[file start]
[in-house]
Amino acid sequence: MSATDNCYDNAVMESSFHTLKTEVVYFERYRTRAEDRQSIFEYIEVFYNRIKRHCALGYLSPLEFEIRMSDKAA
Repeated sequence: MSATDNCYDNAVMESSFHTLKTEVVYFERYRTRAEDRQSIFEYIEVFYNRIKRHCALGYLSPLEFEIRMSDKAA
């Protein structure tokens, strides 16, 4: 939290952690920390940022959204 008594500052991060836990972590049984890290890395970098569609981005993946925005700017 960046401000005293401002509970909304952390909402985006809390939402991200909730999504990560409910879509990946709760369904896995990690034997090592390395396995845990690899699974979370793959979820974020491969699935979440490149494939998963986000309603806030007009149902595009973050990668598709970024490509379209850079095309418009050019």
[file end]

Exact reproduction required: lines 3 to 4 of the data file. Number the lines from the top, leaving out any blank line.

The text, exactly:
Repeated sequence: MSATDNCYDNAVMESSFHTLKTEVVYFERYRTRAEDRQSIFEYIEVFYNRIKRHCALGYLSPLEFEIRMSDKAA
């Protein structure tokens, strides 16, 4: 939290952690920390940022959204 008594500052991060836990972590049984890290890395970098569609981005993946925005700017 960046401000005293401002509970909304952390909402985006809390939402991200909730999504990560409910879509990946709760369904896995990690034997090592390395396995845990690899699974979370793959979820974020491969699935979440490149494939998963986000309603806030007009149902595009973050990668598709970024490509379209850079095309418009050019």